State pension alert: Thousands owed £8,900 in DWP underpayments – how to claim
Budget 2021: Experts outline state pension changes
We use your sign-up to provide content in ways you’ve consented to and to improve our understanding of you. This may include adverts from us and 3rd parties based on our understanding. You can unsubscribe at any time. More info
Some 134,000 pensioners across the UK were underpaid in their state pension amounts by an estimated £1billion, according to the National Audit Office (NAO). These underpayments reportedly came about from years of systemic issues originating within the DWP. Around 94,000 of those who were affected by the underpayment mistake are said to be alive, which means that 40,000 could have died before receiving their full state pension.
According to the DWP, underpayment amounts range from £0.01 to £128,448.37, with the earliest going back to 1985.
On average, those who are expected compensation from the DWP are owed around £8,900 in state pension underpayments.
The DWP has said it will contact everyone who has been affected by this issue, however there is no set timescale for this.
Anyone who believes they have been underpaid are encouraged to contact the DWP as soon as possible.
Women who earn more than £82 per week, who are or were married to men who have a full National Insurance record and started receiving their state pension before March 2008, should get in touch with the Pension Service.
The easiest way to put forward a state pension underpayment claim is by calling the Pension Service on 0800 731 0469.
Tom Selby, Head of Retirement Policy at AJ Bell, highlighted how this mistake from DWP has impacted pensioners up and down the country.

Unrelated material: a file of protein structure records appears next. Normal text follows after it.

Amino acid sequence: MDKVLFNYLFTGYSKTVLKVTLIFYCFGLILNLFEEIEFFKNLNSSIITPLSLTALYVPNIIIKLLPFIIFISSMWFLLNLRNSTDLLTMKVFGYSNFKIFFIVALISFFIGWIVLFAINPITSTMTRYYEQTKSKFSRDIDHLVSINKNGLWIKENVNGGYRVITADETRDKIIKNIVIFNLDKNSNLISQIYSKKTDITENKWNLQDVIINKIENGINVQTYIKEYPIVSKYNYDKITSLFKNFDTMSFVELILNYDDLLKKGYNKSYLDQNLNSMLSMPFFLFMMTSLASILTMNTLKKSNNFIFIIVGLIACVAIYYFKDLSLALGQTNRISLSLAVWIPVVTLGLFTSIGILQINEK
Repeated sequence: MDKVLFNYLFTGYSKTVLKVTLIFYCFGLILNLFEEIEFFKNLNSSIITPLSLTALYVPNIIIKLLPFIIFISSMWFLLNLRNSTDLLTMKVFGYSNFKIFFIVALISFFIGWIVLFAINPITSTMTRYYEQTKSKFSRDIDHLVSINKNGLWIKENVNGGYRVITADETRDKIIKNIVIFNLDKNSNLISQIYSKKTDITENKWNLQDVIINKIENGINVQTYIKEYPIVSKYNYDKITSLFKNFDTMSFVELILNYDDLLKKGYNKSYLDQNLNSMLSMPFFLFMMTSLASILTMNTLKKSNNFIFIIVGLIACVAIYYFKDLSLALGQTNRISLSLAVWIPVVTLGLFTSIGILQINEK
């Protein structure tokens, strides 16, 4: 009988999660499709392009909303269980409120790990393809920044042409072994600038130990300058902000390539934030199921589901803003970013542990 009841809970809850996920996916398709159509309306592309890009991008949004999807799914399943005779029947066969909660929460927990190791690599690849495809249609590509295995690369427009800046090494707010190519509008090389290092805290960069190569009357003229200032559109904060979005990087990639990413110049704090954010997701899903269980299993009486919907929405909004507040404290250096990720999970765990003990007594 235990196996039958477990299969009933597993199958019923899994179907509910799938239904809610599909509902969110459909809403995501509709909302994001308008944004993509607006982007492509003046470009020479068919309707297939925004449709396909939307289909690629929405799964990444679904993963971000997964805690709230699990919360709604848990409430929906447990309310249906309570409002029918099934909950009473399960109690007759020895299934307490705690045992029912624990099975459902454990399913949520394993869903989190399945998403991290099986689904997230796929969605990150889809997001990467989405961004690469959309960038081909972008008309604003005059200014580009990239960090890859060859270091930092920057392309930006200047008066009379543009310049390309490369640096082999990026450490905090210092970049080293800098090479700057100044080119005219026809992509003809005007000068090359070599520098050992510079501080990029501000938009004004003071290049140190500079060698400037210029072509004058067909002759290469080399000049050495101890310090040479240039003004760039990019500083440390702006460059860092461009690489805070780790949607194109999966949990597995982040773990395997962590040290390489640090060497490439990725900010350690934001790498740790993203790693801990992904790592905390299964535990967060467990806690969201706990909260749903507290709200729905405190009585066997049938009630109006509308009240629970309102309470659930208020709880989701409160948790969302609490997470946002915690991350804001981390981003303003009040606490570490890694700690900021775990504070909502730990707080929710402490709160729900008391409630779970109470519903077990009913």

Mr Selby said: “The fact pensioners, some of whom will have been struggling to make ends meet, have been underpaid state pensions to the tune of £1billion is nothing short of a national scandal.
“Tragically, of the 134,000 people underpaid by an average of £8,900 each, around 40,000 are estimated to have died before being compensated.
“Furthermore, those lucky enough to still be with us may have been living in penury when they should have been enjoying their retirement.
“The 94,000 people still alive who are owed money by the DWP need to get it back as soon as possible.
“They also deserve answers about how this was allowed to happen over such a long period of time.
“Once compensation has been paid, the Government needs to undertake a comprehensive review of its processes to ensure these mistakes are never repeated.
“Trust in pensions is fragile at the best of times and failures such as this will not help.
“Sadly, it will likely take years, if not decades, to rebuild the confidence lost as a result of this scandal.”
Andrew Megson, the Executive Chairman of My Pension Expert, said: “This has to be a wake up call for the Government, as well as the entire pension sector.
“Both parties have been complicit in allowing layer upon layer of regulation to isolate consumers from their pension, which we all know has led to a widening pension engagement gap — recent research from My Pension Expert found that 46 percent of UK pension holders had not checked on their retirement finances within the previous 12 months.
“As such, pensioners are ill-equipped to understand the complex systems and, more importantly, where mistakes have been made, and we see major mistakes going unnoticed before it’s too late.
“I urge the Government to commit to an interrogative and transparent audit of the state of UK pensions, as well as the processes of the DWP.
“Doing so will enable it to understand how legislation and processes can be simplified — not to mention develop a plan to implement positive and sustainable change. Only then will they be able to restore confidence in the pension system.”
Express.co.uk has contacted the Department for Work and Pensions (DWP) asking for comment.
Source: Read Full Article